“When we looked to a provider that could be an innovative and effective partner and best serve one of the strongest athletic programs in Division II, Community’s expertise and record stood out. With Community’s reputation for excellence in healthcare, integration of ground-breaking technology and medical specialties such as sports medicine, we both saw the opportunity to a create a model in higher education to benefit the entire UIndy community,” said Robert L. Manuel, University of Indianapolis president.

Community_Athletic_Training_Press_Conf_02992

“We are excited to deepen our current relationship with UIndy through the addition of sports medicine services,” said Nichole Wilson, vice president of retail services for Community Health Network. “The ability to leverage our organizations’ collective strengths to innovate how future health care providers are trained and how we deliver care is what makes this a great partnership. Sports medicine is another avenue by which we can do just that.”

The unique partnership expands access to athletic trainers, diagnostic and treatment services including physical and occupational therapy, orthopedics, women’s health and concussion rehabilitation. With the focus on urgent and emergent medical management, the partnership will provide faculty and students with additional teaching, research and educational opportunities for healthcare majors, including collaborative networking with Community professionals.

“The UIndy Sports Medicine Program provides another outstanding opportunity for Community Health Network to expand on our already unique relationship with the University of Indianapolis,” said Dr. David Kiley, President of Community Health Network’s South region. “This program enables Community Health Network to further our Mission, Vision and Values in the community by providing exceptional Sports Medicine care and experiences to an extraordinary group of student athletes while also collaborating with the University of Indianapolis in providing exceptional healthcare-related learning experiences for their impressive student body. We feel this collaborative relationship will strengthen the learning experiences for the UIndy students and that these remarkable individuals will go on to be deeply committed to enhancing the health and well-being for those in the communities in which they later serve.”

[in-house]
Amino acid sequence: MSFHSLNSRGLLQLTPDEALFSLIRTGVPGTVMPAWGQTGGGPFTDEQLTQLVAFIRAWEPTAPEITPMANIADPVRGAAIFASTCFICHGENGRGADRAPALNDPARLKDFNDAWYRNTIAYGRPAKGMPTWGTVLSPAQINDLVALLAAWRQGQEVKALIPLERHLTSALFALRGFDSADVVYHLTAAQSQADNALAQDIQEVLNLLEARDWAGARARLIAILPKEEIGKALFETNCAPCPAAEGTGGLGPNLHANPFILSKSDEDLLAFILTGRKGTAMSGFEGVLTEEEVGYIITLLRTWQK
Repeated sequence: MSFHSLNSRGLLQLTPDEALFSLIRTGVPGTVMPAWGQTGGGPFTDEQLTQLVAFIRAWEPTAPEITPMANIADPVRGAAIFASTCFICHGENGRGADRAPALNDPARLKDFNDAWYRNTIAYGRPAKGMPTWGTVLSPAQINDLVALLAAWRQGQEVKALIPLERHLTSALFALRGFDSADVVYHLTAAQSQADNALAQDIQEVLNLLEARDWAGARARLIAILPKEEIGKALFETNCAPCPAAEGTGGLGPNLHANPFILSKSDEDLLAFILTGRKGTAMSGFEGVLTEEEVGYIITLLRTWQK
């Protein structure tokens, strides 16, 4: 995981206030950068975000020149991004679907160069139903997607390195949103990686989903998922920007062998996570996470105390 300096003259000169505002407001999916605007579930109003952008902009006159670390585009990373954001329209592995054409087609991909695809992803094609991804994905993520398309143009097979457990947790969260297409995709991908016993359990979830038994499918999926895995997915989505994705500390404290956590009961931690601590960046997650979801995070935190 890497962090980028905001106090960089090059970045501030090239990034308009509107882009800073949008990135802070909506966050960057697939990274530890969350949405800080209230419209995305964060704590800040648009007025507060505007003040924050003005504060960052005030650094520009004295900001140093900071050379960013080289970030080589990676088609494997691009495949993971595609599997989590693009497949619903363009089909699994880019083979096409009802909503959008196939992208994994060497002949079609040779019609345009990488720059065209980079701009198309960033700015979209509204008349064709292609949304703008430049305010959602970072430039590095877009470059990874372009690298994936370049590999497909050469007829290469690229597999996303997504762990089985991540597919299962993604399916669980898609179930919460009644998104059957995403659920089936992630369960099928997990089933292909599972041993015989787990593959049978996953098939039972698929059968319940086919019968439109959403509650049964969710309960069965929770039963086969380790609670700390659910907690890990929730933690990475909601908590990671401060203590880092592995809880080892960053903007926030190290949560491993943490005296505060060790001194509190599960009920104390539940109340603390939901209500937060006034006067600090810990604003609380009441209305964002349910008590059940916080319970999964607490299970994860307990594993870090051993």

The sports medicine healthcare agreement with Community Health Network is the latest stage in the evolution of a growing partnership, which includes the Nursing Academy, an academic partnership between Community and the University of Indianapolis that offers an accelerated path for students to earn a Bachelor of Science in Nursing degree. Additionally, the Health Pavilion hosts an annual Multidisciplinary Symposium that brings together hundreds of Community health professionals and University of Indianapolis students and faculty to share research and presentations on the latest healthcare trends.

The goal shared by Community Health Network and the University is to keep our student athletes healthy, and when they do get injured, we support their desire to return to optimum health and competition as soon as possible,” said Sue Willey, University of Indianapolis vice president of intercollegiate athletics.

 

 

About Community Health Network